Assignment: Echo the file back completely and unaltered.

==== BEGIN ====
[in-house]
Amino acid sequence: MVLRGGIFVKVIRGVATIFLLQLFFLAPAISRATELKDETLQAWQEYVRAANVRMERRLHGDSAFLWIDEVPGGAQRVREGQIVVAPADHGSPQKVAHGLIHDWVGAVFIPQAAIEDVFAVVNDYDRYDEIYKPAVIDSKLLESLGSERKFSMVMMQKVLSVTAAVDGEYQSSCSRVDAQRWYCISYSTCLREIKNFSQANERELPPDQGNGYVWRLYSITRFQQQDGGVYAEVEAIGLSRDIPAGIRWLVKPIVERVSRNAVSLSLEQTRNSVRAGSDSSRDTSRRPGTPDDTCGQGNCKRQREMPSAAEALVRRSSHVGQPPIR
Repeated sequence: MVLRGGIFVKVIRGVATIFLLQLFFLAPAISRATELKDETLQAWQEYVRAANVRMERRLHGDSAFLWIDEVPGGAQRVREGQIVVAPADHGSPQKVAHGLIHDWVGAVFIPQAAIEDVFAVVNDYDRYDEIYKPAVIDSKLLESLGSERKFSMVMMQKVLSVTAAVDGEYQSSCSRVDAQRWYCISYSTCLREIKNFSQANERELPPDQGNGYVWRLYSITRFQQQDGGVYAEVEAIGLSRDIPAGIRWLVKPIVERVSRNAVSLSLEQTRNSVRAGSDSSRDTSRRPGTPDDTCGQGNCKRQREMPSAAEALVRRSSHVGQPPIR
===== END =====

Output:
[in-house]
Amino acid sequence: MVLRGGIFVKVIRGVATIFLLQLFFLAPAISRATELKDETLQAWQEYVRAANVRMERRLHGDSAFLWIDEVPGGAQRVREGQIVVAPADHGSPQKVAHGLIHDWVGAVFIPQAAIEDVFAVVNDYDRYDEIYKPAVIDSKLLESLGSERKFSMVMMQKVLSVTAAVDGEYQSSCSRVDAQRWYCISYSTCLREIKNFSQANERELPPDQGNGYVWRLYSITRFQQQDGGVYAEVEAIGLSRDIPAGIRWLVKPIVERVSRNAVSLSLEQTRNSVRAGSDSSRDTSRRPGTPDDTCGQGNCKRQREMPSAAEALVRRSSHVGQPPIR
Repeated sequence: MVLRGGIFVKVIRGVATIFLLQLFFLAPAISRATELKDETLQAWQEYVRAANVRMERRLHGDSAFLWIDEVPGGAQRVREGQIVVAPADHGSPQKVAHGLIHDWVGAVFIPQAAIEDVFAVVNDYDRYDEIYKPAVIDSKLLESLGSERKFSMVMMQKVLSVTAAVDGEYQSSCSRVDAQRWYCISYSTCLREIKNFSQANERELPPDQGNGYVWRLYSITRFQQQDGGVYAEVEAIGLSRDIPAGIRWLVKPIVERVSRNAVSLSLEQTRNSVRAGSDSSRDTSRRPGTPDDTCGQGNCKRQREMPSAAEALVRRSSHVGQPPIR